Passionately watching last week’s election returns* at the Rosa Luxemburg Stiftung’s office in New York, without ever having been to Germany or learned more than a half-dozen German words, was an unusual experience. It was easy enough to orient my sympathies — as an American socialist they stood with the Left Party.

The Problem with the German Workers Council Movement –A Response to Comack

Martin Comack is absolutely correct to recognize that I wrote a Leninist critique of his book Wild Socialism about the revolutionary shop stewards or council movement that existed in Berlin at the time of World War I and on into the early 192

Response to Review of Wild Socialism

I would like to comment on the Leninist critique of my book Wild Socialism: Workers Councils in Revolutionary Berlin, 1918-21 by Dan La Botz on your website. His review contains several errors and misinterpretations.

Wild Socialism

Wild SocialismBook Review of Martin Comack. Wild Socialism: Workers Councils in Revolutionary Berlin, 1918-1921. New York: Rowman & Littlefield, 2012. Chronology. Bibliography. Index. 97pp. Paperback or e-book: $24.99

Zündende Funke: The Spark Lights Up in Action

Rosa Luxemburg’s Philosophy of Praxis

There seems to exist a secret complicity between the rediscovery of Rosa Luxemburg and rebellious times. The last period when her life and writings raised much interest was in the 1960s and 70s, during the “street-fighting years” (Tariq Ali’s expression). Could the recent publication of several of her works, in many parts of the world, be the sign of a new “critical” epoch? In the English speaking world, the good news is the project of publishing The Complete Works of Rosa Luxemburg in fourteen volumes, five of which only with her correspondence.

review

German Resistance to the Nazi State

The book’s title translates a term, "Rote Kapelle," that the Gestapo applied to a relatively small circle of men and women in Berlin, active in seeking to weaken the political authority of the Hitler regime during the 1930s and early 1940s. The term, however, was meant to convey the notion that the group was involved in a Soviet conspiracy — a notion that survived the war and was perpetuated in the ensuing climate of a public opinion shaped by the cold war and hostility to the Soviet Union.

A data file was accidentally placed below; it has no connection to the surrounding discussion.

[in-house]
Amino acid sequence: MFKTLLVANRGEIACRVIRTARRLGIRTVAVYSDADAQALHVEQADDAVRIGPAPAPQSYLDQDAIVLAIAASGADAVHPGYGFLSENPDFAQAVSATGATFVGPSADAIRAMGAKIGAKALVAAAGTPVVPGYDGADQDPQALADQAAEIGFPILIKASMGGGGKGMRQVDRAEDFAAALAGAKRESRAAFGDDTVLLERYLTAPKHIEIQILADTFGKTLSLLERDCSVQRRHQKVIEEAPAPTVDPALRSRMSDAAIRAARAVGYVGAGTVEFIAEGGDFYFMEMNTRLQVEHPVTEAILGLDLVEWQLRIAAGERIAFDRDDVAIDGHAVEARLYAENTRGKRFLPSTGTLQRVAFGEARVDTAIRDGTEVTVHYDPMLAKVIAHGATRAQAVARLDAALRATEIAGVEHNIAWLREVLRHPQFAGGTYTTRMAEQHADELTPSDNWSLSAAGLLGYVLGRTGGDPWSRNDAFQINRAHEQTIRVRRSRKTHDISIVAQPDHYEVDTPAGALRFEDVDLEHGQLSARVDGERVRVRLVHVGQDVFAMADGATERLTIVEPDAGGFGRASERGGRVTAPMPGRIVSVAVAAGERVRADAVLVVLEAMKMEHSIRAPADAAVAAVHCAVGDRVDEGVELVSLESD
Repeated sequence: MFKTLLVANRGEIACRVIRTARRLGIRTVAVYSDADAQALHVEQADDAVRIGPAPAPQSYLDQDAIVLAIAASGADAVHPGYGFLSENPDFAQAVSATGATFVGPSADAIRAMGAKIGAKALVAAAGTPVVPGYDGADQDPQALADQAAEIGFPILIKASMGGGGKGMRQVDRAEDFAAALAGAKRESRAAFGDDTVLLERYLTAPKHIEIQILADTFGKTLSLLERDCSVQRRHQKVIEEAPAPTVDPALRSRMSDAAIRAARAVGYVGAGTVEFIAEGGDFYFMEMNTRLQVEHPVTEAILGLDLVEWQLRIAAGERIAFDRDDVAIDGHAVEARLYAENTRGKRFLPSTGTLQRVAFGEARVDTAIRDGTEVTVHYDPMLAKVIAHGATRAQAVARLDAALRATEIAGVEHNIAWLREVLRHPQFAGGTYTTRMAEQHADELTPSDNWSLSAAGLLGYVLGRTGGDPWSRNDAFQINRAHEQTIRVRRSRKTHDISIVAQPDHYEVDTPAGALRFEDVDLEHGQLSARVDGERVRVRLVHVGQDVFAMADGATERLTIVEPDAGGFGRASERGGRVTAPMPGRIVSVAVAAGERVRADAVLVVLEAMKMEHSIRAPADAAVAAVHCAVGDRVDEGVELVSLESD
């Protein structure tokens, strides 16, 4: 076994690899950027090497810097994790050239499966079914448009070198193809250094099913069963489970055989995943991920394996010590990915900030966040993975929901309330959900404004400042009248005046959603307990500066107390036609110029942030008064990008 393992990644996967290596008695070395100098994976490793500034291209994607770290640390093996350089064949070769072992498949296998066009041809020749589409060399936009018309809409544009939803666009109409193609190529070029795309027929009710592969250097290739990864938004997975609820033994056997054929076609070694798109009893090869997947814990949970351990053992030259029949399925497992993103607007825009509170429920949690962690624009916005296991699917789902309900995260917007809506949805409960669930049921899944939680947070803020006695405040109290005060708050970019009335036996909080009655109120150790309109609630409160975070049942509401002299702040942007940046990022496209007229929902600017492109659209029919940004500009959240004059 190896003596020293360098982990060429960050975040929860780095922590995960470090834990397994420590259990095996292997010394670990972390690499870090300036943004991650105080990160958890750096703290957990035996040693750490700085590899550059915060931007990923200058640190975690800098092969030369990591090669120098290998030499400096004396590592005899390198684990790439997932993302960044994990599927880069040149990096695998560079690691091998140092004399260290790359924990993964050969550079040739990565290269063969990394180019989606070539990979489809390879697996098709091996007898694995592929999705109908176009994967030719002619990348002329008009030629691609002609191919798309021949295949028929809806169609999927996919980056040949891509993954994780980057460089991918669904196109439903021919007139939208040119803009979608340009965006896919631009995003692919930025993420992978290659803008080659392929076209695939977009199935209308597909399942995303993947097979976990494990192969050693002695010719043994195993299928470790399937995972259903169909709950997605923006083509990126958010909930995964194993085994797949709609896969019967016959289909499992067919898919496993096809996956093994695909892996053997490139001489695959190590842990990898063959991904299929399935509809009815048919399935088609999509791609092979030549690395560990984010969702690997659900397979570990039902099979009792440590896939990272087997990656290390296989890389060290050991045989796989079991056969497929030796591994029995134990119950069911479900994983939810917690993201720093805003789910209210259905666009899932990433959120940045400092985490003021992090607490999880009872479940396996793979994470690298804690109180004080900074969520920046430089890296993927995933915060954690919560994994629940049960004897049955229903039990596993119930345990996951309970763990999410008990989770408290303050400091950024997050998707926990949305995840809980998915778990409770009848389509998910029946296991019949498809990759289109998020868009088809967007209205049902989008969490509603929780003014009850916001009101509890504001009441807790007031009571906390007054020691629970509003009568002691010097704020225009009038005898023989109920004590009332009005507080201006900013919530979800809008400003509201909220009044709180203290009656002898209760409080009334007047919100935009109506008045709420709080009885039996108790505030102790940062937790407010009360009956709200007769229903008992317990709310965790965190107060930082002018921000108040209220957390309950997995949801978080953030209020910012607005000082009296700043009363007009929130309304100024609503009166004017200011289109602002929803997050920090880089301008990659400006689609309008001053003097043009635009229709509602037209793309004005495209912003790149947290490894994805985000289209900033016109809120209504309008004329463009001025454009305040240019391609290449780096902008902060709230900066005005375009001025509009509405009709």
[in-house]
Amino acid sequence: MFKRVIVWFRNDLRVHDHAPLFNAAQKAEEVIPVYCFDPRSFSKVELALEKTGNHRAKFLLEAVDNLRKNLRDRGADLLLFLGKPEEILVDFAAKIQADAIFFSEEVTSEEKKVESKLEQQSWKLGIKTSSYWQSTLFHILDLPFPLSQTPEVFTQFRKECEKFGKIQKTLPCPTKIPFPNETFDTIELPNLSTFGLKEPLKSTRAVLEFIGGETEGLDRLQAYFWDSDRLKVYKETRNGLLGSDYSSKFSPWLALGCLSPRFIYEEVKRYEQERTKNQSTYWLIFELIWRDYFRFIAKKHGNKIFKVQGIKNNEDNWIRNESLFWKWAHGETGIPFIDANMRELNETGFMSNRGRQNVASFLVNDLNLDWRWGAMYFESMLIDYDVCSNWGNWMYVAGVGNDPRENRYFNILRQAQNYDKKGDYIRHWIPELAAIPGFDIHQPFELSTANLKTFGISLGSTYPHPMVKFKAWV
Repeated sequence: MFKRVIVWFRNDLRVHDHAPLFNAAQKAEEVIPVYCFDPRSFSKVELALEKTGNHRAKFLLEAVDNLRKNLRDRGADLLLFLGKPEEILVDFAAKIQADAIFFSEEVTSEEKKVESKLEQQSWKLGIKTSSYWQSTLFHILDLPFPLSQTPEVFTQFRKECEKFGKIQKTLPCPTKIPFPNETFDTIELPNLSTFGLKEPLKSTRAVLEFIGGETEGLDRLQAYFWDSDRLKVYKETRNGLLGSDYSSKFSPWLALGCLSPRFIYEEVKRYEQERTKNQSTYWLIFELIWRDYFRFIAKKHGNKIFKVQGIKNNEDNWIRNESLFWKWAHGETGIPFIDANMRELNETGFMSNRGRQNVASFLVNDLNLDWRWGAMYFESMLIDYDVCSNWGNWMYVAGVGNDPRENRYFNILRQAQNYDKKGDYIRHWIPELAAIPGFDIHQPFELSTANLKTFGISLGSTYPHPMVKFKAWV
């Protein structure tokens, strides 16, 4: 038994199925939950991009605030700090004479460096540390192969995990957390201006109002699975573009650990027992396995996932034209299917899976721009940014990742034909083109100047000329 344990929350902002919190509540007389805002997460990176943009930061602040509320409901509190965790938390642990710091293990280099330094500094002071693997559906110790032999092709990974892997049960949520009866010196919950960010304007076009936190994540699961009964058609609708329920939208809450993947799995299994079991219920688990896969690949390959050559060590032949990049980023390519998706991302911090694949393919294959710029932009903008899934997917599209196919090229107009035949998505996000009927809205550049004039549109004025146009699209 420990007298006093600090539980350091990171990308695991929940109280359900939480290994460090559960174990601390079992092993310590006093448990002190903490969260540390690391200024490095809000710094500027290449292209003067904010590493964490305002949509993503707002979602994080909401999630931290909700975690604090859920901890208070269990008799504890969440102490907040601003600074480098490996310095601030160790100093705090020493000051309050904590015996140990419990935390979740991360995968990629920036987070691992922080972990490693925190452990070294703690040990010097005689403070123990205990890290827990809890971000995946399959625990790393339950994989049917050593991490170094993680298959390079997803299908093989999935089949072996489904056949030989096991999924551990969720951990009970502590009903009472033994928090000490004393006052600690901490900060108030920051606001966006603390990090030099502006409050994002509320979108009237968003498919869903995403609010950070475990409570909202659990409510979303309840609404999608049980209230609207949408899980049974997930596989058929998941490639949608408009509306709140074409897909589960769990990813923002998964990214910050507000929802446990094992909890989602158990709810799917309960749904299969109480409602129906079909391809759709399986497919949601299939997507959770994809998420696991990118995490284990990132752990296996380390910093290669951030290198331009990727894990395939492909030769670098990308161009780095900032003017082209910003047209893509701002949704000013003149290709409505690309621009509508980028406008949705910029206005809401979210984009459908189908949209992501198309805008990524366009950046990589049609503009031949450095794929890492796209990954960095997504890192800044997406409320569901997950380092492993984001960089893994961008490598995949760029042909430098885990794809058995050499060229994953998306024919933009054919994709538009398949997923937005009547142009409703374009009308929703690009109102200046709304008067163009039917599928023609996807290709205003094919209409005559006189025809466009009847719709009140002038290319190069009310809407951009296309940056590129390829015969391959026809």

Behind the Euro Crisis: Germany Gambles on the Old Dream of European Hegemony

     German industrial and financial power is the key to understanding the complex and often confusing international maneuvers around the Crisis of the Euro. Germany is Europe’s industrial powerhouse, the only country that has survived the Great Recession with a healthy economy, low unemployment, rising GDP, social stability and a favorable balance of trade. Yet, only within the solid framework of a strong European Union can Germany, Europe’s principal creditor nation, ever hope to collect on her Southern European loans and investments.

Hannah Arendt Against the Facts

     [The publication in 1963 of Eichmann in Jerusalem: A Report on the Banality of Evil by Hannah Arendt provoked a storm of controversy which has been going on for decades. Arendt, the author of the famed The Origins of Totalitarianism claimed that Eichmann, organizer of the Holocaust, was not a fanatic who hated Jews but a normal man, and that Jewish leaders and organizations cooperated with him to an extraordinary degree.